Reviewed by Cyd Athens
Written in a metaphor-filled style that interweaves elements from Grimm Brothers’ fairy tales, Damien Angelica Walters’ “A Lie You Give, and Thus I Take” is an urban fantasy allegory about romantic relationships. The characters here engage in a dance of sweet (literally) affection that sometimes takes a darker turn. The story evokes visions of standing in a room with mirrored walls and trying to decide what is real and which are only reflected images.
In “The Drawstring Detective” by Nik Houser, Charlotte finds the titular object, an extraordinary miniature tin man—complete with bowler hat, umbrella, and a nemesis—at an odd shop. Through the relationship she develops with the Drawstring Detective, Charlotte begins to examine her own life. This is a story about the power of friendship.
The technology in Shale Nelson’s “Pay Phobetor” is more advanced than anything we have today. Rather than using an external device, think-apps can now be directly uploaded into our brains courtesy of implants. However, when the unexpected happens with the main character’s new MindPlant, we are reminded that the more things change, the more they stay the same.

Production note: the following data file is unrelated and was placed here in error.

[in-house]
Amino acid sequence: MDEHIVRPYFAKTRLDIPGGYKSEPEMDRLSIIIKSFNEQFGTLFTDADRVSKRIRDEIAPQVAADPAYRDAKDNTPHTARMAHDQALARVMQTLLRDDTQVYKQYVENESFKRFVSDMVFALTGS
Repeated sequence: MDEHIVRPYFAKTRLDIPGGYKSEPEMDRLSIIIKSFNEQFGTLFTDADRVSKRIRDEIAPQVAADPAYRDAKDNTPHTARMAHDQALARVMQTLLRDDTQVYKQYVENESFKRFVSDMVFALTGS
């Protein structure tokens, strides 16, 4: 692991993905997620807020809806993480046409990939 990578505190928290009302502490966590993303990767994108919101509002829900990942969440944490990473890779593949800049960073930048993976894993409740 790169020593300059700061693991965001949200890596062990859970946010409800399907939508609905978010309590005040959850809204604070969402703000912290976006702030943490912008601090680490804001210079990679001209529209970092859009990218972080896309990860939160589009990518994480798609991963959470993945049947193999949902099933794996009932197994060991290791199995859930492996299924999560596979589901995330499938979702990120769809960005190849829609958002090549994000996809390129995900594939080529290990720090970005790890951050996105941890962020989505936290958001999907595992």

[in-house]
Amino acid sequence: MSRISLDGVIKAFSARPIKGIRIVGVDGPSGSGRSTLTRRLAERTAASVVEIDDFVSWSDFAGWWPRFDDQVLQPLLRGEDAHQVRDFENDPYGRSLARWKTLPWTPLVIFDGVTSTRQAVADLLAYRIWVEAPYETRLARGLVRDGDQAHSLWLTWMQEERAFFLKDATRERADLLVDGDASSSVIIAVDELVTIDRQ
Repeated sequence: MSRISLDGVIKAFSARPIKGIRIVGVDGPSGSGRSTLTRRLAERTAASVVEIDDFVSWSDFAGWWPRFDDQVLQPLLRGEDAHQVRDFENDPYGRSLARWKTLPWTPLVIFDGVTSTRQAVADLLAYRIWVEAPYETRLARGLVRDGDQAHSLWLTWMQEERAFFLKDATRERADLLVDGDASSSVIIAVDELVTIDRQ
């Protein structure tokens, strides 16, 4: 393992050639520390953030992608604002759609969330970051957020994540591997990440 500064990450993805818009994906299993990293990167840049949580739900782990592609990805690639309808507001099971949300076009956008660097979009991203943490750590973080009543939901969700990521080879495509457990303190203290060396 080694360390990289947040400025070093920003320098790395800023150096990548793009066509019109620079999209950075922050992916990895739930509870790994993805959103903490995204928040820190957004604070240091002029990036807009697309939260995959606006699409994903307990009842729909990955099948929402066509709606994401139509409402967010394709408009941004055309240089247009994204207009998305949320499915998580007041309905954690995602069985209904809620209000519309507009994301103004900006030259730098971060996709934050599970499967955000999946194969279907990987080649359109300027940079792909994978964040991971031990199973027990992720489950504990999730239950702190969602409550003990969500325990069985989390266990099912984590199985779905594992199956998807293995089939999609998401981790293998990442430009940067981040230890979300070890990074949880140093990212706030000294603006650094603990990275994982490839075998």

Lelia, the protagonist of Vandana Singh’s “Wake-Rider,” is a scavenger who covertly rides the wake of the ubiquitous Euphoria Corprocacy’s larger space-faring ships and scavenges supplies at those ships’ destinations. This is in a time when Euphoria uses an incurable nanoplague to render populations subservient; worlds that rebel are “cleansed.” The challenges Lelia faces on her first solo mission force her to go beyond her training and make decisions with repercussions that even contemporary humans can appreciate. Recommended.
Cyd Athens indulges a speculative fiction addiction from 45ø 29 30.65 N, 122ø 35 30.91 W. Comments on Cyd’s reviews are welcome at www.cydathens.net.